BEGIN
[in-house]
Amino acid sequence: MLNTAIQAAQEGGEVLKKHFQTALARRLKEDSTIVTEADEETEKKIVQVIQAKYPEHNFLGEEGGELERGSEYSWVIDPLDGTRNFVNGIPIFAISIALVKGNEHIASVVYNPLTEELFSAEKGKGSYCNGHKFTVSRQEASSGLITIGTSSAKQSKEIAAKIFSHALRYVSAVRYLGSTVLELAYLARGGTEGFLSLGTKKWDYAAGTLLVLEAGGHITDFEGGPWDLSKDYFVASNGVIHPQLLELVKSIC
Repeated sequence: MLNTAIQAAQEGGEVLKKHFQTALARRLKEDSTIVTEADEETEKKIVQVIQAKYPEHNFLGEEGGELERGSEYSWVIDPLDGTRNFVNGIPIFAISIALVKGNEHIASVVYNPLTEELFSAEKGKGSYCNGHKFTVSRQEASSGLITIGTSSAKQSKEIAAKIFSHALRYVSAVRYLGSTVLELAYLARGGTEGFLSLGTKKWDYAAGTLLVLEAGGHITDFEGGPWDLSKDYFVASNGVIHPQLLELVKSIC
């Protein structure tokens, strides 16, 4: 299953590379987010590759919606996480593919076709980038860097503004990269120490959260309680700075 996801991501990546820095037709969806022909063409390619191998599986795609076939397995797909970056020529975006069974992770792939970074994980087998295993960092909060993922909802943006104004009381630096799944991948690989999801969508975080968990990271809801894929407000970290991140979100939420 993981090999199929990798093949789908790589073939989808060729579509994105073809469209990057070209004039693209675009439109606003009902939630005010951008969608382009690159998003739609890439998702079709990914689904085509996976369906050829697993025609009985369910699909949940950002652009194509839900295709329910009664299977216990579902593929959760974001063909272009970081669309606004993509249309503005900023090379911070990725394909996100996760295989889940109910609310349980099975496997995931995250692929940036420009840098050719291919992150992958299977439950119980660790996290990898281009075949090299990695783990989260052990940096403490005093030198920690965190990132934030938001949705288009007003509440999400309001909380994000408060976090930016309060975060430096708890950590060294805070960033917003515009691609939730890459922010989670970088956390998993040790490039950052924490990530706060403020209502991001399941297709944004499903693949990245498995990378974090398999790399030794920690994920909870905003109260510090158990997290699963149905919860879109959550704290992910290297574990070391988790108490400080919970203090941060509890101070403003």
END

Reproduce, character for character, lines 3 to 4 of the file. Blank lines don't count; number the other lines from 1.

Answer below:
Repeated sequence: MLNTAIQAAQEGGEVLKKHFQTALARRLKEDSTIVTEADEETEKKIVQVIQAKYPEHNFLGEEGGELERGSEYSWVIDPLDGTRNFVNGIPIFAISIALVKGNEHIASVVYNPLTEELFSAEKGKGSYCNGHKFTVSRQEASSGLITIGTSSAKQSKEIAAKIFSHALRYVSAVRYLGSTVLELAYLARGGTEGFLSLGTKKWDYAAGTLLVLEAGGHITDFEGGPWDLSKDYFVASNGVIHPQLLELVKSIC
């Protein structure tokens, strides 16, 4: 299953590379987010590759919606996480593919076709980038860097503004990269120490959260309680700075 996801991501990546820095037709969806022909063409390619191998599986795609076939397995797909970056020529975006069974992770792939970074994980087998295993960092909060993922909802943006104004009381630096799944991948690989999801969508975080968990990271809801894929407000970290991140979100939420 993981090999199929990798093949789908790589073939989808060729579509994105073809469209990057070209004039693209675009439109606003009902939630005010951008969608382009690159998003739609890439998702079709990914689904085509996976369906050829697993025609009985369910699909949940950002652009194509839900295709329910009664299977216990579902593929959760974001063909272009970081669309606004993509249309503005900023090379911070990725394909996100996760295989889940109910609310349980099975496997995931995250692929940036420009840098050719291919992150992958299977439950119980660790996290990898281009075949090299990695783990989260052990940096403490005093030198920690965190990132934030938001949705288009007003509440999400309001909380994000408060976090930016309060975060430096708890950590060294805070960033917003515009691609939730890459922010989670970088956390998993040790490039950052924490990530706060403020209502991001399941297709944004499903693949990245498995990378974090398999790399030794920690994920909870905003109260510090158990997290699963149905919860879109959550704290992910290297574990070391988790108490400080919970203090941060509890101070403003």